A use case is an interaction between your system and an actor--a person or entity using it. So it describes how your system "looks" to the outside world. In Applying Use Cases
the authors show you how use cases describe what your system should do and how each thing it does should relate to other parts of the system.
Use cases are an integral part of UML and RUP so enterprise-level programmers need to know them. They are most useful in the planning stages of large projects to provide a sanity check and a framework. The authors demonstrate the use case process with a hypothetical project to develop a new mail order company. Somewhat twee "discussions" between the fictional developers humanise the subject and provide an unusual degree of narrative tension for such an academic work.
About two thirds of the book is concerned with teaching you how use case is employed. It covers documentation, diagramming, levels of detail and the review process. There's also discussion on splitting large projects and construction/delivery of the system. In the appendices you'll find resources--books and Web sites--documentation templates, UML notation and the order processing system itself taken as far as designing graphic interfaces.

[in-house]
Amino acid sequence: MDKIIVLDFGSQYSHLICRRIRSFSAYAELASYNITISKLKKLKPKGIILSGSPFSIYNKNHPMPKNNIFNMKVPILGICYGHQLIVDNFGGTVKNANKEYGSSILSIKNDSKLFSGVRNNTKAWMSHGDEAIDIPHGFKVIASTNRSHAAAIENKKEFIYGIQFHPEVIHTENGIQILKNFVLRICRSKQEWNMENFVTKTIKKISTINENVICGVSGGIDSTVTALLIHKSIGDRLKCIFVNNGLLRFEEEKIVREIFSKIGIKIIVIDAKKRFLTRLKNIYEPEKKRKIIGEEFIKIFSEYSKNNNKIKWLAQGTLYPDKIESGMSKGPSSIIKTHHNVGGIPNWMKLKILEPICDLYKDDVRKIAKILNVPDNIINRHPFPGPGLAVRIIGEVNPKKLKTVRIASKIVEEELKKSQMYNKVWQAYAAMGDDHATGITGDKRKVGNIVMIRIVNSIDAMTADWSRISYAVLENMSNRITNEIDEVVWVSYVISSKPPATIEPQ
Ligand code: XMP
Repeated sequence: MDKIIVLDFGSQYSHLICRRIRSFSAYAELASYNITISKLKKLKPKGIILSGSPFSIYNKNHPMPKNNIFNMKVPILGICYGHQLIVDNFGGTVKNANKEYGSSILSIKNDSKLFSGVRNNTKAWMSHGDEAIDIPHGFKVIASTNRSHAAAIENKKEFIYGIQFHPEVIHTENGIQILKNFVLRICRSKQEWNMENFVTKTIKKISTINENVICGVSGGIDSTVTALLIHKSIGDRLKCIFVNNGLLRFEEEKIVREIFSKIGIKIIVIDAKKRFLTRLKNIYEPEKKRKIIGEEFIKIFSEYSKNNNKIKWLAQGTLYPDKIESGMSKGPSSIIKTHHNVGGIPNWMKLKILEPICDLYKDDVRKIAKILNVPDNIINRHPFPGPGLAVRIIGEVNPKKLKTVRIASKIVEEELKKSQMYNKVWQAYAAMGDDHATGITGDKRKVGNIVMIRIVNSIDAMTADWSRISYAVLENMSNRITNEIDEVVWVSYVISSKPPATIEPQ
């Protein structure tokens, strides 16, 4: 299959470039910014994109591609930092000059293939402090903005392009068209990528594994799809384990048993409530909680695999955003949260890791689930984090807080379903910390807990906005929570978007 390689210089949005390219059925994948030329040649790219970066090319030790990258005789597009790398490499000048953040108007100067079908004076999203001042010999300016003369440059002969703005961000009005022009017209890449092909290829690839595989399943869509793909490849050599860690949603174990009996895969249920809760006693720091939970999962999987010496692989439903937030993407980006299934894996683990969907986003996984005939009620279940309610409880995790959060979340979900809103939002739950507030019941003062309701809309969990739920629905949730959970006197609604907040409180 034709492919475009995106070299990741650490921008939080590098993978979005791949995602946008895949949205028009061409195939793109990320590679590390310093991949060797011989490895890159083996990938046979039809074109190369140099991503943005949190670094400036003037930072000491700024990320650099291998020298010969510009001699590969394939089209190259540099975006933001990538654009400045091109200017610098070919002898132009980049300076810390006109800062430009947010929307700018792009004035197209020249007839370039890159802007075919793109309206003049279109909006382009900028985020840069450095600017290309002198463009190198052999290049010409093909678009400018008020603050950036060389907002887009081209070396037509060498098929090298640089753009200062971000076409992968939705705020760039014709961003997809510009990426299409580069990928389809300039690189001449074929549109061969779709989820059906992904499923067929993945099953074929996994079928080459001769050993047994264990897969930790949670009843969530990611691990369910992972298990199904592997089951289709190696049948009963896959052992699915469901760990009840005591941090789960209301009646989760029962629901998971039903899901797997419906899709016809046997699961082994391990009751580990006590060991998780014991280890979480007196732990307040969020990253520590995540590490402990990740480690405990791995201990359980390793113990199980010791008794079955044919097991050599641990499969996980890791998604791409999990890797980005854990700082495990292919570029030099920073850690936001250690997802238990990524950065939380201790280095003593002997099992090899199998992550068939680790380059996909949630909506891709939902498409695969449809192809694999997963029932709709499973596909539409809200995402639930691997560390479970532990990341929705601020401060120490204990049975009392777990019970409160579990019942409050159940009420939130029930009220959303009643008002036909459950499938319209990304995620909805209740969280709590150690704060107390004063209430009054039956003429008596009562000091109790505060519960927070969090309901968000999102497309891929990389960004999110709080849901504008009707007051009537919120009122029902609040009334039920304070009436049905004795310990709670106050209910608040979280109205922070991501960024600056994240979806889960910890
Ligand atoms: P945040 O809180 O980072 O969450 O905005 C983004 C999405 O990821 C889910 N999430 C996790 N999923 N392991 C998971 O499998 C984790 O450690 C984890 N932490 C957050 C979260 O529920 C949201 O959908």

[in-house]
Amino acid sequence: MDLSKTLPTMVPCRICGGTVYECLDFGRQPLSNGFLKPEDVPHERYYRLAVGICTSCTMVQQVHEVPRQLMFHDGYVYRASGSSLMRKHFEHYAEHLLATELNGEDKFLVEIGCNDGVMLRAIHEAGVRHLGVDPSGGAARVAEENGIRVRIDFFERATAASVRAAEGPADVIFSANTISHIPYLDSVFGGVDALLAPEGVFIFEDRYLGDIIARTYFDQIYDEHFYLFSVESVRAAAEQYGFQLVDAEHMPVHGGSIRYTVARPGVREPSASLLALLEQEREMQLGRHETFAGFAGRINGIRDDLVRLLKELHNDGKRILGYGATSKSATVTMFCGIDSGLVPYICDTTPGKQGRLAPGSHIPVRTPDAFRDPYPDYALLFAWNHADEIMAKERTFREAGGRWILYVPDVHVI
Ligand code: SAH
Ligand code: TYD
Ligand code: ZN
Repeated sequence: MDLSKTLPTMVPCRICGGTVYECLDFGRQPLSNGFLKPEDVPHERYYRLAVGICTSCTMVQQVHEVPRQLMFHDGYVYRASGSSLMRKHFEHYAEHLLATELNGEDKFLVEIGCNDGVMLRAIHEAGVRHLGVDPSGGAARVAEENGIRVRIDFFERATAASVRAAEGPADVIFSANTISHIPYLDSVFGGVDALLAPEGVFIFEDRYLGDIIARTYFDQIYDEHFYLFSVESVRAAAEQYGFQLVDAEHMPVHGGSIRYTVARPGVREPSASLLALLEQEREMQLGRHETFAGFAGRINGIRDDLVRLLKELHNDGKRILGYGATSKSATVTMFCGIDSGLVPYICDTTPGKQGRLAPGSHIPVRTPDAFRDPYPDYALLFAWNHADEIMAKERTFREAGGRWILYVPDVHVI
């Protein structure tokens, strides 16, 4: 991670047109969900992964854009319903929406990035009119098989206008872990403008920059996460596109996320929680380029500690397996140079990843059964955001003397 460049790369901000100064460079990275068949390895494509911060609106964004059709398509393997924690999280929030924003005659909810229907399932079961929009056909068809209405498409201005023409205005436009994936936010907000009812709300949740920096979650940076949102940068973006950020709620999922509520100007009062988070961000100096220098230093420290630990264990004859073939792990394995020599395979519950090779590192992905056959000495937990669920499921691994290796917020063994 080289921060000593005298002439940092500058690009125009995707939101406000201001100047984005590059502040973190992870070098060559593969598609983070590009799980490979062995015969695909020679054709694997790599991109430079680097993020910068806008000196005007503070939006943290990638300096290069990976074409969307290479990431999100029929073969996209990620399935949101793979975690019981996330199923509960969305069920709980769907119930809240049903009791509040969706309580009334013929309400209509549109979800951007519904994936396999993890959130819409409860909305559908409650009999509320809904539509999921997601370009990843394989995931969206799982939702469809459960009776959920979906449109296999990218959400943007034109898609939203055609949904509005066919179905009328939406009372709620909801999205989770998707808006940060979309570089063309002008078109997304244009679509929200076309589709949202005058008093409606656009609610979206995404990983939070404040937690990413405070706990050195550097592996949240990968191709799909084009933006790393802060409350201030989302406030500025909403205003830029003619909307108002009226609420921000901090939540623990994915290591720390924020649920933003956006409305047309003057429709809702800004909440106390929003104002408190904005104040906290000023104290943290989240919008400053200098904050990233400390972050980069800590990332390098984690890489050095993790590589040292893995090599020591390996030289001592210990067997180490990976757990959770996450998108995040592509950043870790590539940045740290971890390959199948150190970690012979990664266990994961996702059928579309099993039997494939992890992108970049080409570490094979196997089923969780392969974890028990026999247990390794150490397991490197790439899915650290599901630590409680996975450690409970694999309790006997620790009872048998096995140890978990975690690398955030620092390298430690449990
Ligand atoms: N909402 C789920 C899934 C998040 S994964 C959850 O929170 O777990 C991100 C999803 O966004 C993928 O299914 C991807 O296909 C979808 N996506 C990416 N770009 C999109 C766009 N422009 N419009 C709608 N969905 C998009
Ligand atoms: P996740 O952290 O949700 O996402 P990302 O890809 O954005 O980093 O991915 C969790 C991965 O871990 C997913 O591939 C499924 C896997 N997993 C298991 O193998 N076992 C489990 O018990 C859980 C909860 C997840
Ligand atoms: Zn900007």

All in all, a thoroughly readable, hands on, introduction to an important and useful project design tool. --Steve Patient
--This text refers to an alternate
From the Back Cover
Many projects struggle to define the specific functions of software, and end users often find that the final product does not perform as expected. Use cases allow analysts to identify the required features of a software system based on how each end user will use the system. This efficient and straightforward analysis process gives end users direct input into the design of the system that will serve them.
Applying Use Cases provides a practical and clear introduction to developing use cases, demonstrating their use via a continuing case study. Using the Unified Software Development Process as a framework and the Unified Modeling Language (UML) as a notation, the authors step the reader through applying use cases in the different phases of the process, focusing on where and how use cases are best applied.
Other highlights include:
- A collection of realistic examples showing how to apply use cases, drawn from the authors' extensive experience in this area
- A case study that offers insight into the common mistakes and pitfalls that can plague an object-oriented project
- An illustration of the latest version of the UML notation for diagramming use cases
- A practical "how-to" discussion on applying use cases to identify system requirements